>>technical replicates is small.
>>Nevertheless, Naomi Altman reports using lme/mixed models in a couple of
>> >(https://www.stat.math.ethz.ch/pipermail/bioconductor/2004-January/00348 
>> 1.html).
>>After reading about randomizedBlock (package statmod) in a message in BioC (I
>>think from Gordon), I have tried aggain the mixed models approach, since with
>>tech. reps and no other random effects, we should be able to use
>>randomizedBlock. Details in 5. below:
>I think that fitting any statistical model, random effects or otherwise, 
>to each gene in a microarray is risky in terms of false discovery rate 
>without some sort of moderation across the genes. See comment below.
>>3. Take the average of the technical replicates
>>Except for being possibly conservative (and not estimating tech. reps.
>>variance component), I think this is a "safe" procedure.
>>This is what I have ended up doing routinely after my disappointing tries 
>>and what Bill Kenworthy seemed to end up doing
>>I think this is also what is done at least some times in literature (e.g.,
>>Huber et al., 2002, Bioinformatics, 18, S96--S104 [the vsn paper]).
>Two comments. Firstly, this strategy only works when you have a balanced 
>design and no missing values. It would be hard for me to recommend it as a 
>universal strategy because people send me emails all the time with half of 
>their data missing.
>Secondly, this is "safe" in the usual statistical sense of ensuring the 
>size of your test, for an individual gene, is not larger than the nominal 
>size. But you are worrying only about bias when noise is also an issue. In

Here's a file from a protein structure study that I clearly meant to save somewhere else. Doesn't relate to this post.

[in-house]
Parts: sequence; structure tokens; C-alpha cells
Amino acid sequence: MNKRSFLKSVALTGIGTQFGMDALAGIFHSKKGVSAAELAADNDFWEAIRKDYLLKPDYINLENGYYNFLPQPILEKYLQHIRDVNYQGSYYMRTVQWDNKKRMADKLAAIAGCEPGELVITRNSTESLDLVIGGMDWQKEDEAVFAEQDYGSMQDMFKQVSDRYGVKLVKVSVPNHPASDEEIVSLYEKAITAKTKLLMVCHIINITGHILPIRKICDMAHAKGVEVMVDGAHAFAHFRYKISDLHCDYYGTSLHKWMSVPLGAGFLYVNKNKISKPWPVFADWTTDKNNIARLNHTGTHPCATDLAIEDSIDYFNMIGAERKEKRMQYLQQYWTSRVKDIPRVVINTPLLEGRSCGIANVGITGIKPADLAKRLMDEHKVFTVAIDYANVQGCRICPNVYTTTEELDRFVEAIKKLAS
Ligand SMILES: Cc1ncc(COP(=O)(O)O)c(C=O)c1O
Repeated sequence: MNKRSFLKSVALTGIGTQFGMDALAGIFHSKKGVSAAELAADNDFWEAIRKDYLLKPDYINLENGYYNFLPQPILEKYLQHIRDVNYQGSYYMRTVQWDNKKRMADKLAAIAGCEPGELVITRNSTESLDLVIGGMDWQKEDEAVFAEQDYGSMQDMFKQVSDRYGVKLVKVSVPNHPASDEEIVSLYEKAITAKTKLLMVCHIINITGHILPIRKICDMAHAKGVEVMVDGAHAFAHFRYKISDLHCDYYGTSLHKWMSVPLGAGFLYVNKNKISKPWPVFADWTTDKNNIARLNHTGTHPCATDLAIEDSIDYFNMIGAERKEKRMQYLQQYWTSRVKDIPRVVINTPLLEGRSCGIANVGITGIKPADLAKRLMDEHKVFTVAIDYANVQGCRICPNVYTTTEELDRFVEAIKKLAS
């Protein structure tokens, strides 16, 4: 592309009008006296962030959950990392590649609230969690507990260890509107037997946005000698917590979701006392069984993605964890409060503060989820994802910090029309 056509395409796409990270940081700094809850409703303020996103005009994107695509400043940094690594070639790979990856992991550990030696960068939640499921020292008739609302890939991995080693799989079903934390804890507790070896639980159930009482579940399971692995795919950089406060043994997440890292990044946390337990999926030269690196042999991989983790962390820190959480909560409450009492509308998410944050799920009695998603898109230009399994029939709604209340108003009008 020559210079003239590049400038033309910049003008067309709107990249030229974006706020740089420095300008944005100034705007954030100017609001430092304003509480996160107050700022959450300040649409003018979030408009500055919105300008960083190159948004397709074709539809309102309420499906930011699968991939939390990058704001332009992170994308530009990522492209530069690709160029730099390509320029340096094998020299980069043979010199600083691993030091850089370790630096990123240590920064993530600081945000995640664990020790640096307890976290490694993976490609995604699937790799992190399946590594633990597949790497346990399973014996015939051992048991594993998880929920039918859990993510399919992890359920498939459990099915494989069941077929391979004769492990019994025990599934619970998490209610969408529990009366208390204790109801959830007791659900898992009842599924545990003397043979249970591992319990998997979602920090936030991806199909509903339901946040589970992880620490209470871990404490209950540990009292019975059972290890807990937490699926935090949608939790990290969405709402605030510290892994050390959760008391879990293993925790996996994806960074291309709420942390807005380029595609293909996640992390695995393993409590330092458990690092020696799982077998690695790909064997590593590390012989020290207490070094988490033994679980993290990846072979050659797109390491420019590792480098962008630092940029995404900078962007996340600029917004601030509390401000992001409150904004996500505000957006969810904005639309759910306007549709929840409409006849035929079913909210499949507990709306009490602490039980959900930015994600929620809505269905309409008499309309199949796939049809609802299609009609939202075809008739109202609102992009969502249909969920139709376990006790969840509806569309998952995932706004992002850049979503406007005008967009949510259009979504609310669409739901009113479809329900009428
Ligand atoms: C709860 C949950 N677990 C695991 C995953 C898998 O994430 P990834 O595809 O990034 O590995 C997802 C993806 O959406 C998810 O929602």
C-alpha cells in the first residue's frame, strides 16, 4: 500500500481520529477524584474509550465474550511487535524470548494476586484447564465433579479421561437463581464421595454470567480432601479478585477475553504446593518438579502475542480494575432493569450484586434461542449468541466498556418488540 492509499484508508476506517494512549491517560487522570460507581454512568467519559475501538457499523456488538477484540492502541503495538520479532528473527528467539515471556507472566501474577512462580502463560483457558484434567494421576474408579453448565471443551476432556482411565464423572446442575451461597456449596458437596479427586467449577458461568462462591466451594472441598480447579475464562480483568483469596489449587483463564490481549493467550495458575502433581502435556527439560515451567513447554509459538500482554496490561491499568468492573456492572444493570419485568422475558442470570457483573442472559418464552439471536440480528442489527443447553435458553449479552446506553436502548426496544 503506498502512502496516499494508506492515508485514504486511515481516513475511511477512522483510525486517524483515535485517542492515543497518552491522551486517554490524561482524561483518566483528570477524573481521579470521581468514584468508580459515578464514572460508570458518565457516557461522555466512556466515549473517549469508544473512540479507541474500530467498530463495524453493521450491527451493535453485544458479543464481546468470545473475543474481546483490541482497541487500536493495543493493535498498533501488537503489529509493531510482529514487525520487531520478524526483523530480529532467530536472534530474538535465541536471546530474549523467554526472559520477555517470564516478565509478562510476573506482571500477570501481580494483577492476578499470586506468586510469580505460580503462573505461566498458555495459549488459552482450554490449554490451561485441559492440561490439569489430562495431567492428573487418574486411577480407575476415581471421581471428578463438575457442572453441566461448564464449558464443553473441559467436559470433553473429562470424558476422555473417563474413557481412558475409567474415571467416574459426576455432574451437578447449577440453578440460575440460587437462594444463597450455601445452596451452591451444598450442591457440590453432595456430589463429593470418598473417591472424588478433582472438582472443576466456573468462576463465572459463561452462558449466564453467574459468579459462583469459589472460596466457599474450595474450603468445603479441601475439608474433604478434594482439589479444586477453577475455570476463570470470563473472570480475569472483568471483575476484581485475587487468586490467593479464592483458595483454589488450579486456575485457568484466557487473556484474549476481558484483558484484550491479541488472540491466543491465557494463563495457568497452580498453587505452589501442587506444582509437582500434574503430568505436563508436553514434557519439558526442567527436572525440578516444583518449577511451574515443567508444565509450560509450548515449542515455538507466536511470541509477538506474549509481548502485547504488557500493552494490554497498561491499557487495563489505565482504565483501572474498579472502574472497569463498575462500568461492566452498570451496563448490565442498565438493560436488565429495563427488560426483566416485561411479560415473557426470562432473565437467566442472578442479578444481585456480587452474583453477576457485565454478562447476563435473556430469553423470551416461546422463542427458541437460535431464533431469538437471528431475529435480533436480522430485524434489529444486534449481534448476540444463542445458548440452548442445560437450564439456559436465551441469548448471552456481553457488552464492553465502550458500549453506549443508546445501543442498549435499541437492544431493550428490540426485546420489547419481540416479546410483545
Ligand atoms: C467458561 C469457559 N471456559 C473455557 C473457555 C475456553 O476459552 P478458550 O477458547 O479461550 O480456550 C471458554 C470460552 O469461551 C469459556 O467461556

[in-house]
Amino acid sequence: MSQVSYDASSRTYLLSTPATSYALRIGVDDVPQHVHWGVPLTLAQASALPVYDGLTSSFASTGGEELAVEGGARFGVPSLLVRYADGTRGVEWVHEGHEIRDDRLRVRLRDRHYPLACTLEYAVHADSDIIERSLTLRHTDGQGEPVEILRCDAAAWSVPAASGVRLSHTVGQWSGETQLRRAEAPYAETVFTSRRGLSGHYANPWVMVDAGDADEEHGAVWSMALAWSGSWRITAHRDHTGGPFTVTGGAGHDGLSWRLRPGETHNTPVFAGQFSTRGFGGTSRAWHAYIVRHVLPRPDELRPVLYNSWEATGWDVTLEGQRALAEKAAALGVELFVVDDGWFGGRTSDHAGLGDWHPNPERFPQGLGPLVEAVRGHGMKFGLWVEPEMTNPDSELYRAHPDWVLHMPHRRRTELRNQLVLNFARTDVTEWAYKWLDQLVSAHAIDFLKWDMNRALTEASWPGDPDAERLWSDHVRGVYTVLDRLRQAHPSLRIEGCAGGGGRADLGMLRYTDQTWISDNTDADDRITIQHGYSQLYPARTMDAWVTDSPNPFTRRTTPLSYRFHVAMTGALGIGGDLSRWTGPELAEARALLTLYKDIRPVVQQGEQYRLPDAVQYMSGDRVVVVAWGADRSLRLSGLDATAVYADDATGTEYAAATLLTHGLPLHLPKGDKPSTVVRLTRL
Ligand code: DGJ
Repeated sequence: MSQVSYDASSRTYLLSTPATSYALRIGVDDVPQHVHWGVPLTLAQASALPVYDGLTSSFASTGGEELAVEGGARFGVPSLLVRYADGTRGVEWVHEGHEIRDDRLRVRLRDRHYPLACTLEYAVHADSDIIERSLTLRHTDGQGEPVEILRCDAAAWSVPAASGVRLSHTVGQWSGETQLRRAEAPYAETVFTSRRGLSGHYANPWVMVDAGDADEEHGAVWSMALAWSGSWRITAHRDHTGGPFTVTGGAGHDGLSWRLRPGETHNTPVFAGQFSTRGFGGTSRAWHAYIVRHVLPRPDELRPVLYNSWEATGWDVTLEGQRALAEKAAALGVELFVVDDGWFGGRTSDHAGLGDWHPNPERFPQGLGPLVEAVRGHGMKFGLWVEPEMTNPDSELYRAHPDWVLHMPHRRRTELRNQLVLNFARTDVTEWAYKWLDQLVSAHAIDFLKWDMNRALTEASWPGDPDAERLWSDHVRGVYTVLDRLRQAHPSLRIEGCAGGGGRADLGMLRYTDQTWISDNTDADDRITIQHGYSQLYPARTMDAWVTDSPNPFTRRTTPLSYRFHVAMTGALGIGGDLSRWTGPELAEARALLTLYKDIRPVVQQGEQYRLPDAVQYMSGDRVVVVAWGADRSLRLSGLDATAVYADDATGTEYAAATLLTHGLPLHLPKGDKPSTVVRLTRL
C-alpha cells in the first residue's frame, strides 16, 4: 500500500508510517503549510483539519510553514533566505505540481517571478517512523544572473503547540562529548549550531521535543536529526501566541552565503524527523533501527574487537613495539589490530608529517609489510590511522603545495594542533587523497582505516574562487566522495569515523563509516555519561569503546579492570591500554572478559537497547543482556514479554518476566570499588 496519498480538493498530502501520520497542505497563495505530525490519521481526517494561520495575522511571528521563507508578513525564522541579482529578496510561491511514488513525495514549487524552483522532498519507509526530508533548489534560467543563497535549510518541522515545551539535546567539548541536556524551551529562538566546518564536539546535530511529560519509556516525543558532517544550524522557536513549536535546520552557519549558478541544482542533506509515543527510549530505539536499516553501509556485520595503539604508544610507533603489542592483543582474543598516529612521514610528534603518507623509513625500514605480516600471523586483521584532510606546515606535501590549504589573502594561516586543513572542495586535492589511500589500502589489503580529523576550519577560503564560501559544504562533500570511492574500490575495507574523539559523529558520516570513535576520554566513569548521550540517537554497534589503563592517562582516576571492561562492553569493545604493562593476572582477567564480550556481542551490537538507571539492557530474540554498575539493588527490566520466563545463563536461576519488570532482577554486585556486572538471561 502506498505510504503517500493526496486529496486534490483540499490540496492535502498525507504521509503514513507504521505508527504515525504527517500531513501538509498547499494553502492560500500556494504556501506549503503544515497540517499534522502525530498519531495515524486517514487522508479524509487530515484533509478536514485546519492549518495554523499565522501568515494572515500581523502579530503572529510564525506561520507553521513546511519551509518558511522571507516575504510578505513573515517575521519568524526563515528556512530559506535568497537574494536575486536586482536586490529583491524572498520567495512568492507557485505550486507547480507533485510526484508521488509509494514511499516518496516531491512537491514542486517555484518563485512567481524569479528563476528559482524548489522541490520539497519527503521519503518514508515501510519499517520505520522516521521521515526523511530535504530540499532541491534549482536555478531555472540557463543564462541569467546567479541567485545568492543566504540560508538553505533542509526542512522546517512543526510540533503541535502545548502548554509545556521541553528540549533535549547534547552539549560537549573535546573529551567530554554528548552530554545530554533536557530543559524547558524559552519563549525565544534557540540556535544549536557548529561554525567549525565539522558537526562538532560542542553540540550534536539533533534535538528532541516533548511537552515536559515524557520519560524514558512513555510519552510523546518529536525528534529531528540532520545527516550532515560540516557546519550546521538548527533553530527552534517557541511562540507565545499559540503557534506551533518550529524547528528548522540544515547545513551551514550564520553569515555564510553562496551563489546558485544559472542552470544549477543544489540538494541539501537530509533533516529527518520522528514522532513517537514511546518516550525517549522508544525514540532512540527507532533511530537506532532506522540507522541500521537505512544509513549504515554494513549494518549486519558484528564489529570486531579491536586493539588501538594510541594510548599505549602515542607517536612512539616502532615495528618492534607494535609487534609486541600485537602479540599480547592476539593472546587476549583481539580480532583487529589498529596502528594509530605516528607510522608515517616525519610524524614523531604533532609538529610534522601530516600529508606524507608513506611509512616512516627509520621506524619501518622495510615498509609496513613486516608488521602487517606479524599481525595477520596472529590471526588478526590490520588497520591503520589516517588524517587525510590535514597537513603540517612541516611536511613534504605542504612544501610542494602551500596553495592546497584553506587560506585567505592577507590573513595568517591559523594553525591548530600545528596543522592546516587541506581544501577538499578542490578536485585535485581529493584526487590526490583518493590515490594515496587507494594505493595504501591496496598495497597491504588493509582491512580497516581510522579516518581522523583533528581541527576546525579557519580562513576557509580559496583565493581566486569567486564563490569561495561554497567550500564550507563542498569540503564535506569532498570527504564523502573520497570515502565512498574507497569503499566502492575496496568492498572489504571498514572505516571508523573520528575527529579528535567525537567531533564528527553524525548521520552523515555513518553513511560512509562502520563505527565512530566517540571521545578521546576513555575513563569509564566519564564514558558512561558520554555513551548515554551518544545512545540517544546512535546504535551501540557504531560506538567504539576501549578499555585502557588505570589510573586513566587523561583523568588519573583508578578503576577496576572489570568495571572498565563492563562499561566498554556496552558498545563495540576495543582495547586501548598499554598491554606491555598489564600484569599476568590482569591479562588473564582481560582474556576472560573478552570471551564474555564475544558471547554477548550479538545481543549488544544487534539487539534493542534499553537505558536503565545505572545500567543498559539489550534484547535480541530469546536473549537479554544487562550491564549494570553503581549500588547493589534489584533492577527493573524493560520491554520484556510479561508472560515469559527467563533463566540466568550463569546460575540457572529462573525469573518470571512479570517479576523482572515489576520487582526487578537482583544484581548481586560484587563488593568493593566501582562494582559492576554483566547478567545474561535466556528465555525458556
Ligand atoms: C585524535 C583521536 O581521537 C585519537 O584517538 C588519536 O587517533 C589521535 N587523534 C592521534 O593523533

>the microarray context, it can pay in terms of overall false discovery 
>rate to introduce bias into estimation of the variances if it makes the 
>variances more stable.
>>4. Dealing with replicates in future versions of limma
>>Now, in Sept. 2004 Gordon mentioned that an explicit treatment of tech. reps.
>>would be in a future version of limma
>>and I wonder if Gordon meant via mixed-effects models, or some other way, or
>>if there has been some progress in this area.
>I and a student have done quite a bit of work in this direction, but I'm 
>not ready yet to put out public software. My personal view, not to be 
>forced on anyone else, is that fitting genewise mixed-effect models is not 
>enough when the number of microarrays is small.
>>5. Using randomizedBlock
>>In a simple set up of control and treatment with dye-swaps, I have done some
>>numerical comparisons of the outcome of a t-test on the mean of the technical
>>replicates with lme and with randomizedBlock. [The function is attached]. The
>>outcome of the t-test of the means of replicates and randomizedBlock, in
>>terms of the t-statistic, tends to be the same (if we "positivize" the dye
>>swaps). The only difference, then, lies in the df we then use to put a
>>p-value on the statistic. But I don't see how we can use the dfs from
>>randomizedBlock: they seem way too large. Where am I getting lost?
>The function randomizedBlock() does REML for the variance components plus 
>weighted least squares for the fixed effect coefficients for general 
>unbalanced mixed models with only two variance components (including the 
>usual error variance). It isn't restricted to RCB designs which of course 
>are much simpler. As far as I know, there is no theory establishing what 
>is the right d.f. for testing contrasts in such models, although I have my 
>own ideas and lme() does something ad hoc and conservative. What 
>randomizedBlock() returns is simply the df from the weighted least 
>squares, i.e., the df take into account estimation of the fixed effects 
>only and not estimation of the variance components.
>>Ramón Díaz-Uriarte
>>Bioinformatics Unit
>>Centro Nacional de Investigaciones Oncológicas (CNIO)
>>(Spanish National Cancer Center)
>>Melchor Fernández Almagro, 3
>>28029 Madrid (Spain)
>>Fax: +-34-91-224-6972
>>Phone: +-34-91-224-6900
>>PGP KeyID: 0xE89B3462
>Bioconductor mailing list
>Bioconductor at stat.math.ethz.ch